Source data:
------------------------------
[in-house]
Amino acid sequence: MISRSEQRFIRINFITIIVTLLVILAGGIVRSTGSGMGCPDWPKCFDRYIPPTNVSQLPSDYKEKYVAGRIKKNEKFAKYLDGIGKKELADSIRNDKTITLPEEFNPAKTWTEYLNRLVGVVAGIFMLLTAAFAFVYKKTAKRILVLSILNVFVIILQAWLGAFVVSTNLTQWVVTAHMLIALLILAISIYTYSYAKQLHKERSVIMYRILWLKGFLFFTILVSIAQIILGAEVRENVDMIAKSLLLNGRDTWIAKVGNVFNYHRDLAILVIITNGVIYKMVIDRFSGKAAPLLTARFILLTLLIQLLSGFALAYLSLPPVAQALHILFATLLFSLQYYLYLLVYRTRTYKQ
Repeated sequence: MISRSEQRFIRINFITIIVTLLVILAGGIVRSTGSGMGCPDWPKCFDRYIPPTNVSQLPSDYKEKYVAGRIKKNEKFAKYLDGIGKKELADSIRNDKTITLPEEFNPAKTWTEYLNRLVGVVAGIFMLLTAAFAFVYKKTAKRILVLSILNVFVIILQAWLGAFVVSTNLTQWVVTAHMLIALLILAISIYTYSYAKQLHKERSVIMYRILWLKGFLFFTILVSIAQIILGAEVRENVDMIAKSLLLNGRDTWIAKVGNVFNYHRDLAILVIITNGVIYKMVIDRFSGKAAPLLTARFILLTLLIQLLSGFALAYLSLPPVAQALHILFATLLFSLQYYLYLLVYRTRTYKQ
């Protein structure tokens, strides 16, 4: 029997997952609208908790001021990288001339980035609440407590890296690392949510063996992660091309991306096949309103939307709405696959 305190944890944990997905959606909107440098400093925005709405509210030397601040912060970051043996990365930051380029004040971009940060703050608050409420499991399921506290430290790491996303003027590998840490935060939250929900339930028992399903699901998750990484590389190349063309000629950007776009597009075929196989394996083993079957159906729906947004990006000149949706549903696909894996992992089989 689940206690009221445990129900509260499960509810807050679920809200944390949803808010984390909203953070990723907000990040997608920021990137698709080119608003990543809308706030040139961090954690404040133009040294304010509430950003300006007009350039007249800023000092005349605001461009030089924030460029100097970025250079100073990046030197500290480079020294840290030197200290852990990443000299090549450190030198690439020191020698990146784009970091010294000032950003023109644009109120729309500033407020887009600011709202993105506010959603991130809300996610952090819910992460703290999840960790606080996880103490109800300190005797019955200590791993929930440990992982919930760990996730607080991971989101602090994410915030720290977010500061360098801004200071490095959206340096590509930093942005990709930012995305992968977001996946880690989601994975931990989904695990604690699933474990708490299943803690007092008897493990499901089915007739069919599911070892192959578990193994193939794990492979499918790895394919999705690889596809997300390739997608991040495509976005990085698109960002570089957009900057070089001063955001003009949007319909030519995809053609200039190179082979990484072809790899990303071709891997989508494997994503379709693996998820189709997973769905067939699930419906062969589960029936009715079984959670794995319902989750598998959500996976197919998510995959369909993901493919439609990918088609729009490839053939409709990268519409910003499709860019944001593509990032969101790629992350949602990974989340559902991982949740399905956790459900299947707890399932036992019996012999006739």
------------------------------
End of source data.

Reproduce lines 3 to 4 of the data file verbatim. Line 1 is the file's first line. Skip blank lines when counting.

Repeated sequence: MISRSEQRFIRINFITIIVTLLVILAGGIVRSTGSGMGCPDWPKCFDRYIPPTNVSQLPSDYKEKYVAGRIKKNEKFAKYLDGIGKKELADSIRNDKTITLPEEFNPAKTWTEYLNRLVGVVAGIFMLLTAAFAFVYKKTAKRILVLSILNVFVIILQAWLGAFVVSTNLTQWVVTAHMLIALLILAISIYTYSYAKQLHKERSVIMYRILWLKGFLFFTILVSIAQIILGAEVRENVDMIAKSLLLNGRDTWIAKVGNVFNYHRDLAILVIITNGVIYKMVIDRFSGKAAPLLTARFILLTLLIQLLSGFALAYLSLPPVAQALHILFATLLFSLQYYLYLLVYRTRTYKQ
């Protein structure tokens, strides 16, 4: 029997997952609208908790001021990288001339980035609440407590890296690392949510063996992660091309991306096949309103939307709405696959 305190944890944990997905959606909107440098400093925005709405509210030397601040912060970051043996990365930051380029004040971009940060703050608050409420499991399921506290430290790491996303003027590998840490935060939250929900339930028992399903699901998750990484590389190349063309000629950007776009597009075929196989394996083993079957159906729906947004990006000149949706549903696909894996992992089989 689940206690009221445990129900509260499960509810807050679920809200944390949803808010984390909203953070990723907000990040997608920021990137698709080119608003990543809308706030040139961090954690404040133009040294304010509430950003300006007009350039007249800023000092005349605001461009030089924030460029100097970025250079100073990046030197500290480079020294840290030197200290852990990443000299090549450190030198690439020191020698990146784009970091010294000032950003023109644009109120729309500033407020887009600011709202993105506010959603991130809300996610952090819910992460703290999840960790606080996880103490109800300190005797019955200590791993929930440990992982919930760990996730607080991971989101602090994410915030720290977010500061360098801004200071490095959206340096590509930093942005990709930012995305992968977001996946880690989601994975931990989904695990604690699933474990708490299943803690007092008897493990499901089915007739069919599911070892192959578990193994193939794990492979499918790895394919999705690889596809997300390739997608991040495509976005990085698109960002570089957009900057070089001063955001003009949007319909030519995809053609200039190179082979990484072809790899990303071709891997989508494997994503379709693996998820189709997973769905067939699930419906062969589960029936009715079984959670794995319902989750598998959500996976197919998510995959369909993901493919439609990918088609729009490839053939409709990268519409910003499709860019944001593509990032969101790629992350949602990974989340559902991982949740399905956790459900299947707890399932036992019996012999006739």